Steel Dragon is the number one heavy metal band in the world, and for Chris Cole (Mark Wahlberg), they are true metal gods. The year is 1985, and after being kicked out of his own Steel Dragon tribute band, Chris is contacted by Steel Dragon guitarist Kirk Cuddy (Dominic West, "28 Days") to come to Los Angeles and audition for the recently vacated lead singer spot. Proving himself vastly qualified, Chris joins the band and instantaneously becomes swallowed by the rock 'n' roll lifestyle, much to the dismay of his longtime girlfriend Emily (Jennifer Aniston). As Chris lives up the lifestyle he's always wanted, he is also sacrificing the simple life he once enjoyed.
The words "Directed by Stephen Herek" appearing on the screen doesn't inspire the greatest confidence when walking into "Rock Star" (IMDb listing). After a promising start in the late 1980s with such cult classics as "Bill And Ted's Excellent Adventure" and "Critters," Herek stumbled into the '90s as a Disney lackey with such pitiful duds as "The Mighty Ducks," "The Three Musketeers," the detestable "101 Dalmatians" and the Eddie Murphy laugh-free comedy "Holy Man." Blinded by the big box office numbers and family values, Herek somehow forgot how to make a real movie, instead focusing on cinematic sacrifices offered up to the great god Mickey Mouse.
With "Rock Star," Herek has finally come back home. Though ultimately crushed by convention, "Rock Star" is still rollicking entertainment. It's a film that truly has love for the kingdom of heavy metal.
It would be very easy for this picture to make fun of the heavy metal genre of music, and on top of that, the late '80s rock world of drugs, sex and general excess. Yet, in a rare showing of restraint, Herek and screenwriter John Stockwell ("crazy/beautiful") show nothing but absolute reverence for the era and sounds. And they get the details right too. From the perfect arcs in the vast tangles of metal hair to the lewd squeals of a guitar solo, "Rock Star" is one of the few metal-themed films to simply revel in the period. The knee-jerk reaction would be to "Spinal Tap" the film. Thankfully, Herek and Stockwell don't buy into that hackneyed outlook.
As unlikely a choice for the lead role of Chris as he is, former homeboy Mark Wahlberg dives right into the role with enthusiasm I wish he would've brought to his summer hit "Planet Of The Apes." Filled with a headbanging glow, Wahlberg plunges into the role of a "wannabe who got to be" unlike any of his performances before. He's lost the brood and swagger I've come to expect, and instead attempts to find Chris' awe and unconditional joy in performing in front of 10,000 people. I also believe Wahlberg's acting here is some of the best of this year.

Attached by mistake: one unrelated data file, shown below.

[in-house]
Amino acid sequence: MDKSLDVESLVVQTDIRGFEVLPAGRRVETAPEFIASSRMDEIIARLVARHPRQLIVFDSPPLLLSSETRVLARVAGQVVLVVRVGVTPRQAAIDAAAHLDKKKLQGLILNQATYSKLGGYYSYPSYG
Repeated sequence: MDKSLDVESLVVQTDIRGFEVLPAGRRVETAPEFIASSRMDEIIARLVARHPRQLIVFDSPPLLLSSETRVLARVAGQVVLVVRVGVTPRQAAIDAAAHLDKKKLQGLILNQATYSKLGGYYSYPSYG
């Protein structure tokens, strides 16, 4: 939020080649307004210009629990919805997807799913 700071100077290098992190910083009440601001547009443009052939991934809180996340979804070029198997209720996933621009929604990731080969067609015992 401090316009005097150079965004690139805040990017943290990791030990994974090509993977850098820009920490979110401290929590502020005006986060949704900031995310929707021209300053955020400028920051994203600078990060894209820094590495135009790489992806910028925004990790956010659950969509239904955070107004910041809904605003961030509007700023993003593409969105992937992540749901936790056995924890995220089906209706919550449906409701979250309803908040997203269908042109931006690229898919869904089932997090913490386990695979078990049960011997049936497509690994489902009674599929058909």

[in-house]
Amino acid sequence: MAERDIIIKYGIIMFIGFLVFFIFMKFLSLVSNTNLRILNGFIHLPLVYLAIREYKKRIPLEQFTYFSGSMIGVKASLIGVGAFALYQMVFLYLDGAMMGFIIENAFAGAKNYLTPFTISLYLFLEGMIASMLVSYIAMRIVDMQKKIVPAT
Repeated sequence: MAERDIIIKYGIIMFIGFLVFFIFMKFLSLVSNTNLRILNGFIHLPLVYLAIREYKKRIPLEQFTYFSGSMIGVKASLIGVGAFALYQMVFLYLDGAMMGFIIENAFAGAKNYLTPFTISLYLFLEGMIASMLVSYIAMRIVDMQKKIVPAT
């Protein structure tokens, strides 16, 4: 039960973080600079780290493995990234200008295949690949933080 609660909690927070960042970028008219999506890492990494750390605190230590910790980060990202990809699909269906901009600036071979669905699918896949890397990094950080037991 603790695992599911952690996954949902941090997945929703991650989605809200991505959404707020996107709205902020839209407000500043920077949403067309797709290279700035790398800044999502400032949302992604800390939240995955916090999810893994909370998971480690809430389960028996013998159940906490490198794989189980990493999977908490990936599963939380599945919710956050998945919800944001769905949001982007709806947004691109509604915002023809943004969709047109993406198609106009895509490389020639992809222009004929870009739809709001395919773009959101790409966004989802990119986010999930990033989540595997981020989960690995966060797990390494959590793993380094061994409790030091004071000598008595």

Though Jennifer Aniston has the smaller role as Chris' dispensable girlfriend, she somehow is the conduit for the heart of the film. It seems to be her gift. Herek wisely chooses to focus on her empathetic face, and with help from real life metal all-stars like Jason Bonham (showing surprising depth as Steel Dragon's drummer), Zakk Wylde, Blas Elias, Brian Vander Ark and Stephen Jenkins, the cast forms a nice, tight rhythm section to Wahlberg's commanding lead performance.
For the first 60 minutes of "Rock Star," I couldn't imagine an outside world past the four walls of the movie theater. The film grabs you and takes you on a journey of metal insanity, discovery and isolation. "Rock Star" actually has one of the more humorous and blissful opening acts I've ever seen in a film. It moves so briskly and freely that when the dramatic brakes are applied, the picture stops dead instead of merely slowing down to settle the story.
Coming in the form of a dark descent into drugs, sex and booze, Chris' character arc is seen to its midway point rather clumsily. This is familiar theatrical trajectory for a rags to riches story, and it does "Rock Star" no favors. I would've rather seen a deeper development of the relationship between Chris and Steel Dragon, or at least some more emotionally intimate scenes with Emily in place of the "Boogie Nights" type downward spiral of fame. This might be an accurate portrayal of the metal scene, but this is far too cliched for any film to bear.
While the needless drama doesn't cripple the picture, it does hamper the fun. Herek seems to know this as well, as he scrambles in the final act to rekindle what was lost. What remains of "Rock Star" is more than enough to delight. It also ends up leaving the audience with a little contact high from the desire you secretly hold inside to be onstage with your favorite band.
Filmfodder Grade: B+